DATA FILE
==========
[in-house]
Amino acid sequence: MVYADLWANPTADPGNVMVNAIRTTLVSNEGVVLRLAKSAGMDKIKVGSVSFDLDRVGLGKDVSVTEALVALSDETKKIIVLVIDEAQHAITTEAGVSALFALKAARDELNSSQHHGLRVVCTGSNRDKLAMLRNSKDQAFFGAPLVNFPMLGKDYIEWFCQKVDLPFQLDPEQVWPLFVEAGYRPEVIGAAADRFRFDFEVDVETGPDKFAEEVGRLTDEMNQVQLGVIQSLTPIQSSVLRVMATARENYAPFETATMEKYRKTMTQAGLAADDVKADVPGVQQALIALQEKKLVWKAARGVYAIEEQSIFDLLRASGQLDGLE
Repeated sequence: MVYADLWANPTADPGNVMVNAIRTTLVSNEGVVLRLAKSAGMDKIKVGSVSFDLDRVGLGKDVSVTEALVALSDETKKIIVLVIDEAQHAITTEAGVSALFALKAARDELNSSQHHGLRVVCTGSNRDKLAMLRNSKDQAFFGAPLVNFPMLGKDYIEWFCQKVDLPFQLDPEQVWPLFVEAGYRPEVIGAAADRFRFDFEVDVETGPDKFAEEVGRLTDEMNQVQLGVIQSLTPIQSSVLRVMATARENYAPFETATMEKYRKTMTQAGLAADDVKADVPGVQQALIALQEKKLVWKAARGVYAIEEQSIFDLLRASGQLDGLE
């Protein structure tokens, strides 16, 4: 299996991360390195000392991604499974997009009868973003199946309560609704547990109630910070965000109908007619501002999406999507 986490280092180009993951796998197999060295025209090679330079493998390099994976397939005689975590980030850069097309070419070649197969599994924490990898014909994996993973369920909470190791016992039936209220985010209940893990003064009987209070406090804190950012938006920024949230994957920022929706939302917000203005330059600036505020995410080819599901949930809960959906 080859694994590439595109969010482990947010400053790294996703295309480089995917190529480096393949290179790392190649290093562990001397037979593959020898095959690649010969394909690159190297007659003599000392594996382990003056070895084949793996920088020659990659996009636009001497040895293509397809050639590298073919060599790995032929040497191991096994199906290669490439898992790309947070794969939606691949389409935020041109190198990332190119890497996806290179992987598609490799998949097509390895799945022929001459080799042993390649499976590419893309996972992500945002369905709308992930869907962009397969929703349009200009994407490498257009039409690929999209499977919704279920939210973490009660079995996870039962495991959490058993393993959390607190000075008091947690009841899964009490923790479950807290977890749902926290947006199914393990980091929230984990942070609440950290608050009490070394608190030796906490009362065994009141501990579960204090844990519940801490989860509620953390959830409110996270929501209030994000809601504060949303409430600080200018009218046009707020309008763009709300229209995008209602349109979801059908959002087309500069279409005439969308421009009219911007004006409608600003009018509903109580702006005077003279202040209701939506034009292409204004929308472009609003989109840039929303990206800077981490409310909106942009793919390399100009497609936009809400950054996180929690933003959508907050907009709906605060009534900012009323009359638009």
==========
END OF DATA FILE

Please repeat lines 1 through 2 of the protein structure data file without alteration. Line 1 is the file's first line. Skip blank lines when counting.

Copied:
[in-house]
Amino acid sequence: MVYADLWANPTADPGNVMVNAIRTTLVSNEGVVLRLAKSAGMDKIKVGSVSFDLDRVGLGKDVSVTEALVALSDETKKIIVLVIDEAQHAITTEAGVSALFALKAARDELNSSQHHGLRVVCTGSNRDKLAMLRNSKDQAFFGAPLVNFPMLGKDYIEWFCQKVDLPFQLDPEQVWPLFVEAGYRPEVIGAAADRFRFDFEVDVETGPDKFAEEVGRLTDEMNQVQLGVIQSLTPIQSSVLRVMATARENYAPFETATMEKYRKTMTQAGLAADDVKADVPGVQQALIALQEKKLVWKAARGVYAIEEQSIFDLLRASGQLDGLE